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Uniform angular acceleration

  1. Feb 21, 2008 #1
    1. The problem statement, all variables and given/known data

    A wheel is subjected to uniform angular acceleration. Initially its angular velocity is zero. During the first 1-s time interval, it rotates through an angle of 90.6degrees.

    (a) Through what angle does it rotate during the next 1-s time interval?(in degrees)

    (b) Through what angle during the third 1-s time interval?(in degrees)

    2. Relevant equations


    3. The attempt at a solution

    I just tried multiplying the 90.6 by 2, and putting in 90.6 itself, because I thought that might be the answer, but I forgot that it was the acceleration, and that the next values would increase in smaller increments, because it is speeding up.
  2. jcsd
  3. Feb 21, 2008 #2
    You can use all your equations you've been using for constant acceleration, like d=1/2at^2+Vi*t, but now you use the rotational "versions"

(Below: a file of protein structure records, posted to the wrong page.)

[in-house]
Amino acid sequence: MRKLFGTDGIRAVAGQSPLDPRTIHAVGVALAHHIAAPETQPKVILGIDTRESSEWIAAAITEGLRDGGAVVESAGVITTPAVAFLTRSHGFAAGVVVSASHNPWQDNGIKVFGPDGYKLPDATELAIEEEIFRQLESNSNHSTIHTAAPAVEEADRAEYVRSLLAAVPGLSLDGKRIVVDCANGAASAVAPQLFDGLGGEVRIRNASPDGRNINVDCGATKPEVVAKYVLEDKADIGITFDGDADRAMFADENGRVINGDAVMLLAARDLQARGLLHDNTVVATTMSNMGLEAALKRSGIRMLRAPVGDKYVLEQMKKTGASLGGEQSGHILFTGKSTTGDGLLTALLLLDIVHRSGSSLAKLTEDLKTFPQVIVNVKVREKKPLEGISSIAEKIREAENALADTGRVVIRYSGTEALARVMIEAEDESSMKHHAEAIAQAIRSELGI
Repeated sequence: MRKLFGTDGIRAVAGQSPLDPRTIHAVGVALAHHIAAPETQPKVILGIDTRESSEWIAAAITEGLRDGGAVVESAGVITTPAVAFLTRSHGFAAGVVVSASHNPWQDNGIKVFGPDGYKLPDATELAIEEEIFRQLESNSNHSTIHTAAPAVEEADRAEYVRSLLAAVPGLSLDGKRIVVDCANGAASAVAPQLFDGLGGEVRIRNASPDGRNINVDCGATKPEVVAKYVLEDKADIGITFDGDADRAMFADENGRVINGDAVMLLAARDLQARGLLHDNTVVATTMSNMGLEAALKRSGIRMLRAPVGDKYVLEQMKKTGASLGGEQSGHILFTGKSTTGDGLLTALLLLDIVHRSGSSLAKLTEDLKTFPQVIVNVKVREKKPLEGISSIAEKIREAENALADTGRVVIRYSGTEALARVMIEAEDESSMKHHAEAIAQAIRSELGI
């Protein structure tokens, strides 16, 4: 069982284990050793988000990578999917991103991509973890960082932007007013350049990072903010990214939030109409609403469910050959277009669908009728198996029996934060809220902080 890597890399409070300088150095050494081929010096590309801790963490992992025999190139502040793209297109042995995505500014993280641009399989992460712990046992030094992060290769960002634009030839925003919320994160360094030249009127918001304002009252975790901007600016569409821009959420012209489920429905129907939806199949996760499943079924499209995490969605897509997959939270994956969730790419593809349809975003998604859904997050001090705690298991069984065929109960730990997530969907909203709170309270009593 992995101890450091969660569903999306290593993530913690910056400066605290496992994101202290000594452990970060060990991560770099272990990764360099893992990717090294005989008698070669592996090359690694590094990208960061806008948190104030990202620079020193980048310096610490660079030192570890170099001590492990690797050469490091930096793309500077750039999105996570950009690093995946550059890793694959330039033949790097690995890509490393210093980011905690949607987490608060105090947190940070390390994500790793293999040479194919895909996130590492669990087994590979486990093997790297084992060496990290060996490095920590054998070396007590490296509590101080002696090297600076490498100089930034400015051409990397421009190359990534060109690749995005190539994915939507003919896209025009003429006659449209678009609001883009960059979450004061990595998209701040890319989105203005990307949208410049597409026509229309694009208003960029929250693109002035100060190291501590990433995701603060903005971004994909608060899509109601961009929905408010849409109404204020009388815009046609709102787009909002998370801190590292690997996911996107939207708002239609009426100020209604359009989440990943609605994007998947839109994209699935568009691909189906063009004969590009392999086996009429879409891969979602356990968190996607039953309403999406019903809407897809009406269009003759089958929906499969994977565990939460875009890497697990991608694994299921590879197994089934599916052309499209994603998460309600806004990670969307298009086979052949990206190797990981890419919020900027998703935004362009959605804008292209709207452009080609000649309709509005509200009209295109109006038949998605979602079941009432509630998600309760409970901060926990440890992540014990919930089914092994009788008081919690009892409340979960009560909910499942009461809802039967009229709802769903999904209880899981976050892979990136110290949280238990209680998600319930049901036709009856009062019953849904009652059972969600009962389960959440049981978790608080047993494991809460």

so instead of distance in meters, you have the angle traveled in radians, instead of velocity in meters/second, angular velocity in radians/second, and acceleration is radians/s^2

    So in one second it goes from 0 degrees to 90.6 starting from rest(you'll need radians!)this is like knowing distance, time, and initial velocity
  4. Feb 21, 2008 #3
    Okay, so since I have 5400 rev/min, I divide it by 60 to get 90 rev/sec. Then I multiply it by 2*Pi for the angular velocity in radians, right? Or am I doing something wrong?
  5. Feb 21, 2008 #4
    That part's right

    except the unit is radians/second
    Last edited: Feb 21, 2008
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